Executive Secretary and Assistant

Executive secretaries and executive assistants typically handle more complex tasks than those of a regular secretary or assistant. They often work for top-level executives and may supervise other clerical staff members. If you're interested in this field, read on to learn more about the education options for executive secretaries.

Is a Career as an Executive Secretary or Assistant for Me?

Career Overview

Executive secretaries and executive assistants give day-to-day support for executives and managers in a variety of industries. They must be able to multi-task, communicate efficiently, remember important information and keep their employer on schedule for the day. Often, hours are long, but the pay can be higher than most traditional secretarial positions.

Responsibilities might include looking over letters and documents, organizing meetings, overseeing office staff and going over messages. Duties may also include reviewing proposals and plans, meeting compliance standards, reviewing detailed statements, performing inquires and conducting various studies.

Employment Information

According to the U.S. Bureau of Labor Statistics (BLS), employment of executive secretaries and administrative assistants was expected to decline by 1% between 2012 and 2022 (www.bls.gov). In May 2013, these professionals earned an average annual salary of $51,870, noted the BLS.

How Do I Become an Executive Secretary or Assistant?

Education

To enter this field, employers often desire applicants who possess formal training. Academic programs in executive secretarial and administrative assisting are offered by many community colleges. Distance learning programs may also be available, such as an online degree program in executive assisting or an online certification program in executive assisting.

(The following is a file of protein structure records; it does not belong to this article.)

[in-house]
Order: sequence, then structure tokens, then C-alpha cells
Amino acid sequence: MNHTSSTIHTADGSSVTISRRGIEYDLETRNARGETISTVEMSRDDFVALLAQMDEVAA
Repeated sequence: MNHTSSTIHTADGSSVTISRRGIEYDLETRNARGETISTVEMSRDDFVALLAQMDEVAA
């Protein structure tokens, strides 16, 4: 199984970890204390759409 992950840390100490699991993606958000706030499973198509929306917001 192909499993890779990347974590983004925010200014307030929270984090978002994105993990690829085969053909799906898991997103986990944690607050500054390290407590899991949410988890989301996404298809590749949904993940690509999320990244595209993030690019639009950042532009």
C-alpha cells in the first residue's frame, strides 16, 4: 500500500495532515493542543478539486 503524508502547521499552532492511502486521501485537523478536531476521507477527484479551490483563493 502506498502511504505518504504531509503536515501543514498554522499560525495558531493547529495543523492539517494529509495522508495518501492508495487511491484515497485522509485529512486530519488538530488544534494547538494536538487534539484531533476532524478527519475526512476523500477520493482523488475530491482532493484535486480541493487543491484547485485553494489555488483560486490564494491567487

Academic programs range from undergraduate certificate programs to undergraduate degree programs, such as an associate's degree in administrative assisting program. Some schools might offer night classes or classes during the weekend. Coursework often includes data processing, typing and computer software programs. You'll gain communication skills, along with knowledge of clerical processes, workplace procedures and administration systems. Some training programs may include internship opportunities.

Specializations

Related careers include administrative assistant and administrative secretary. With experience, you may be able to advance to clerical supervisor or office manager. You may even choose to specialize in the medical or legal field.

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